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Class 9: Thurs., Oct. 7PowerPoint Presentation

Class 9: Thurs., Oct. 7

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Class 9: Thurs., Oct. 7

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- Inference in regression (Ch 10.1-10.2)
- Confidence intervals for slope
- Hypothesis test for slope
- Confidence intervals for mean response
- Prediction intervals

- Confidence intervals and the polls
- I will e-mail HW 5 to you by tomorrow. It will be due Tuesday, Oct. 19th.

- The whole Current Population Survey (25,631 men ages 18-70) is a random sample from the U.S. population (roughly 75 million men ages 18-70).
- In most regression analyses, the data we have is a sample from some larger (hypothetical) population. We are interested in the true regression line for the larger population.
- Inference Questions:
- How accurate is the least squares estimate of the slope for the true slope in the larger population?
- What is a plausible range of values for the true slope in the larger population based on the sample?
- Is it plausible that the slope equals a particular value (e.g., 0) based on the sample?

- Regression Applet:
Link on web site under Fun Links. Link entitled Simple Linear Regression.

Full Data Set

Random Sample of Size 25

- Confidence interval: A range of values that are plausible for a parameter given the data.
- 95% confidence interval: An interval that 95% of the time will contain the true parameter.
- Approximate 95% confidence interval: Estimate of parameter 2*SE(Estimate of parameter).
- Approximate 95% confidence interval for slope:
- For wage-education data, , approximate 95% CI =
- Interpretation of 95% confidence interval: It is most plausible that the true slope is in the 95% confidence interval. It is possible that the true slope is outside the 95% confidence interval but unlikely; the confidence interval will fail to contain the true slope only 5% of the time in repeated samples.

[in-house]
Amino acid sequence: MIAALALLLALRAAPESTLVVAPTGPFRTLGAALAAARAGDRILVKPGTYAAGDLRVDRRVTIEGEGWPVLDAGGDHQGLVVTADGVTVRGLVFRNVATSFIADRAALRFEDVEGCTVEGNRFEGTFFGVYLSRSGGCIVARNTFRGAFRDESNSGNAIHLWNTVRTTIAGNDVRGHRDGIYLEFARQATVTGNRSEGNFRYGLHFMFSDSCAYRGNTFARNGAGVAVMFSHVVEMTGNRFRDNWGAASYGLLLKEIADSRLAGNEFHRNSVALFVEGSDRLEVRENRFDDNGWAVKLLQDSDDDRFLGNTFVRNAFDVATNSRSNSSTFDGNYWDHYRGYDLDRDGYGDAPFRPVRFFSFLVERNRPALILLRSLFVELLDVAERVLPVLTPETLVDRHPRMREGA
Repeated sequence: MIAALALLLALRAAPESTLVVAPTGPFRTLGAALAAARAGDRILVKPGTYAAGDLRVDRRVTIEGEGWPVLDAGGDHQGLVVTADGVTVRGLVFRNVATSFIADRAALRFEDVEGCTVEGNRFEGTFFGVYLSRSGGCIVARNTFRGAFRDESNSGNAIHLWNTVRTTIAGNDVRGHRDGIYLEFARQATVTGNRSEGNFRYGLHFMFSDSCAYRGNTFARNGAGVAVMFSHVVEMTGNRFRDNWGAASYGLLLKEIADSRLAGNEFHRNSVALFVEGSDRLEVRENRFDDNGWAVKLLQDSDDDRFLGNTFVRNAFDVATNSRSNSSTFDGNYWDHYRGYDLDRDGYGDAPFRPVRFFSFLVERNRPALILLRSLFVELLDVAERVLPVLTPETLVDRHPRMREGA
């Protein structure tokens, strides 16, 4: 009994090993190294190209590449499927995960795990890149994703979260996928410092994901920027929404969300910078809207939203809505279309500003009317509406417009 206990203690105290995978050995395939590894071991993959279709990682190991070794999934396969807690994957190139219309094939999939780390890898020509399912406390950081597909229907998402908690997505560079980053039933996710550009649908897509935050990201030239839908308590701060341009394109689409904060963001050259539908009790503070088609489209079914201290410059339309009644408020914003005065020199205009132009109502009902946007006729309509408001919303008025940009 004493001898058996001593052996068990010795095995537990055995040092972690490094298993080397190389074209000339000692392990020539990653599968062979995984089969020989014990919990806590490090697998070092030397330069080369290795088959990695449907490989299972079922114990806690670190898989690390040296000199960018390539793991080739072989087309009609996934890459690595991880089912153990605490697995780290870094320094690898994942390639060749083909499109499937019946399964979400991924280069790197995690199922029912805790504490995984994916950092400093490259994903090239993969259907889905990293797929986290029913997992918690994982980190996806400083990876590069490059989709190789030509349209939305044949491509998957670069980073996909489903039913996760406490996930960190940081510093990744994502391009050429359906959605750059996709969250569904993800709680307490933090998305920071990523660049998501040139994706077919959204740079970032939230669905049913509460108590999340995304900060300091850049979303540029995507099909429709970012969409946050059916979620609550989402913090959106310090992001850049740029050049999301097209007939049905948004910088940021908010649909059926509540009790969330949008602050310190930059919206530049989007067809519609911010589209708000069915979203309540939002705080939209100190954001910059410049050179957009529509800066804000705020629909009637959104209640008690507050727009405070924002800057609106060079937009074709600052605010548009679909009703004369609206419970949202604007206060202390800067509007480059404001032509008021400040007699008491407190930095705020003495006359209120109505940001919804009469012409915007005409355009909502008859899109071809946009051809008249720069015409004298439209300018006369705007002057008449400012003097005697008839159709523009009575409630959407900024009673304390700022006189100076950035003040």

- After Fit Line, right click in the parameter estimates table, go to Columns and click on Lower 95% and Upper 95%.
- The exact 95% confidence interval is close to but not equal to

- Simple Linear Regression Model:
- Is the slope equal to 0?
- Null hypothesis
- Alternative (research) hypothesis
- Test statistic:
- Rough rule: Reject if |t|>=2. Accept if |t|<2.
- P-values : Find the p-value for the test. The p-value is a measure of the credibility of the null hypothesis. Small p-values give you evidence against the null hypothesis. Large p-values suggest there is no evidence in the data to reject the null hypothesis.
- The generally followed rule is to reject if the p-value is less than 0.05 and accept if the p-value is greater than 0.05.

- Hypothesis Testing in JMP:
- The test statistic is a standard error counter. It is the relationship between and that matters, not the size of itself.
- Testing vs. . Use test statistic . Reject null hypothesis if |t|>=2.

- Null hypothesis: The defendant is innocent
- Alternative hypothesis: The defendant is guilty
- The goal of the procedure is to determine whether there is enough evidence to conclude that the alternative hypothesis is true. The burden of proof is on the alternative hypothesis.
- A small p-value indicates that there is strong evidence against the null hypothesis. A p-value > 0.05 does not show that the null hypothesis is true, only that there is not strong evidence against the null hypothesis.

- A used-car dealer wants to understand how odometer reading affects the selling price of used cars.
- The dealer randomly selects 100 three-year old Ford Tauruses that were sold at auction during the past month. Each car was in top condition and equipped with automatic transmission, AM/FM cassette tape player and air conditioning.
- carprices.JMP contains the price and number of miles on the odometer of each car.

- The used-car dealer has an opportunity to bid on a lot of cars offered by a rental company. The rental company has 250 Ford Tauruses, all equipped with automatic transmission, air conditioning and AM/FM cassette tape players. All of the cars in this lot have about 40,000 miles on the odometer. The dealer would like an estimate of the average selling price of all cars of this type with 40,000 miles on the odometer, i.e., E(Y|X=40,000).
- The least squares estimate is